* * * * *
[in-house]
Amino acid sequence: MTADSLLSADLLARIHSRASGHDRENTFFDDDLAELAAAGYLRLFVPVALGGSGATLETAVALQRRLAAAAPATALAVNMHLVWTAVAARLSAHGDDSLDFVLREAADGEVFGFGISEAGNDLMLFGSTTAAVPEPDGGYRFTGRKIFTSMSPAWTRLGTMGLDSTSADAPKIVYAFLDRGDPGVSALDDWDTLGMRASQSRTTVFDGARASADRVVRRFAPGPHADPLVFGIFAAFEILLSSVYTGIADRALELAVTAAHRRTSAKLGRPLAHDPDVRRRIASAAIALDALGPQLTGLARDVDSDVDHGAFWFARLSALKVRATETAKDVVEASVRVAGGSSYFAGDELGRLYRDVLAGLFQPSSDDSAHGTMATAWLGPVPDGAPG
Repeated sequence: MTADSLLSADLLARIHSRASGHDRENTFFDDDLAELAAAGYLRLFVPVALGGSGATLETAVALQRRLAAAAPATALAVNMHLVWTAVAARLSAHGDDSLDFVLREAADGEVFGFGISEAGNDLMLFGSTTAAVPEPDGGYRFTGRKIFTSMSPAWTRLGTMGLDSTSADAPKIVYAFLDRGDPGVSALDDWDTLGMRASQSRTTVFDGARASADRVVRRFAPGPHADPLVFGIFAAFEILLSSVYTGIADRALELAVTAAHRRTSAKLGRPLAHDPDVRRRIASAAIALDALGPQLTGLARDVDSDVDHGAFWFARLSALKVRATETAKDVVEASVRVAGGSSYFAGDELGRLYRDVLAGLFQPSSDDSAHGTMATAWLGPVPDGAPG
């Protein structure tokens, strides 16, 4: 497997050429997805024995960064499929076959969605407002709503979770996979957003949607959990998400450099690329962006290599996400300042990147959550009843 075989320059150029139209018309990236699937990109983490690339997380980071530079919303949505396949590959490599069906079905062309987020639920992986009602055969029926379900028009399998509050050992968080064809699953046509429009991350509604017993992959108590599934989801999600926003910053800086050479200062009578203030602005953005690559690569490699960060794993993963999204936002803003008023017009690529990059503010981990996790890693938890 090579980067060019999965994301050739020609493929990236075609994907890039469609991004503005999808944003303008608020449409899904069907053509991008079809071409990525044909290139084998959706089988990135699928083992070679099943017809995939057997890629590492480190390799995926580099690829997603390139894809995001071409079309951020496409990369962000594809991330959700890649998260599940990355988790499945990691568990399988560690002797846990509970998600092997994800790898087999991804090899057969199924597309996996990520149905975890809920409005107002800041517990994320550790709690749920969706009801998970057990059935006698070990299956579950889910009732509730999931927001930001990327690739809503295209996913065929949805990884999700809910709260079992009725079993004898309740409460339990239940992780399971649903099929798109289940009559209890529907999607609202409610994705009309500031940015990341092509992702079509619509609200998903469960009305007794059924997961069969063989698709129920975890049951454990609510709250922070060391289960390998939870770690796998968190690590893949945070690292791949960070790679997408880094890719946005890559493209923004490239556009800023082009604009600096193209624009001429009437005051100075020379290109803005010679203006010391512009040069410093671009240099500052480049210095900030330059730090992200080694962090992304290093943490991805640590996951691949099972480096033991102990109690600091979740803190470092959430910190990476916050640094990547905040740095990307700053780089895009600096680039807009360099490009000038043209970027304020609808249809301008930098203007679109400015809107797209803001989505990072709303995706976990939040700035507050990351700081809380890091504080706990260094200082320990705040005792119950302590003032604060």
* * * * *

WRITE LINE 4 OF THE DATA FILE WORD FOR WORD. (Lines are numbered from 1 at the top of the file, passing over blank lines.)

């Protein structure tokens, strides 16, 4: 497997050429997805024995960064499929076959969605407002709503979770996979957003949607959990998400450099690329962006290599996400300042990147959550009843 075989320059150029139209018309990236699937990109983490690339997380980071530079919303949505396949590959490599069906079905062309987020639920992986009602055969029926379900028009399998509050050992968080064809699953046509429009991350509604017993992959108590599934989801999600926003910053800086050479200062009578203030602005953005690559690569490699960060794993993963999204936002803003008023017009690529990059503010981990996790890693938890 090579980067060019999965994301050739020609493929990236075609994907890039469609991004503005999808944003303008608020449409899904069907053509991008079809071409990525044909290139084998959706089988990135699928083992070679099943017809995939057997890629590492480190390799995926580099690829997603390139894809995001071409079309951020496409990369962000594809991330959700890649998260599940990355988790499945990691568990399988560690002797846990509970998600092997994800790898087999991804090899057969199924597309996996990520149905975890809920409005107002800041517990994320550790709690749920969706009801998970057990059935006698070990299956579950889910009732509730999931927001930001990327690739809503295209996913065929949805990884999700809910709260079992009725079993004898309740409460339990239940992780399971649903099929798109289940009559209890529907999607609202409610994705009309500031940015990341092509992702079509619509609200998903469960009305007794059924997961069969063989698709129920975890049951454990609510709250922070060391289960390998939870770690796998968190690590893949945070690292791949960070790679997408880094890719946005890559493209923004490239556009800023082009604009600096193209624009001429009437005051100075020379290109803005010679203006010391512009040069410093671009240099500052480049210095900030330059730090992200080694962090992304290093943490991805640590996951691949099972480096033991102990109690600091979740803190470092959430910190990476916050640094990547905040740095990307700053780089895009600096680039807009360099490009000038043209970027304020609808249809301008930098203007679109400015809107797209803001989505990072709303995706976990939040700035507050990351700081809380890091504080706990260094200082320990705040005792119950302590003032604060």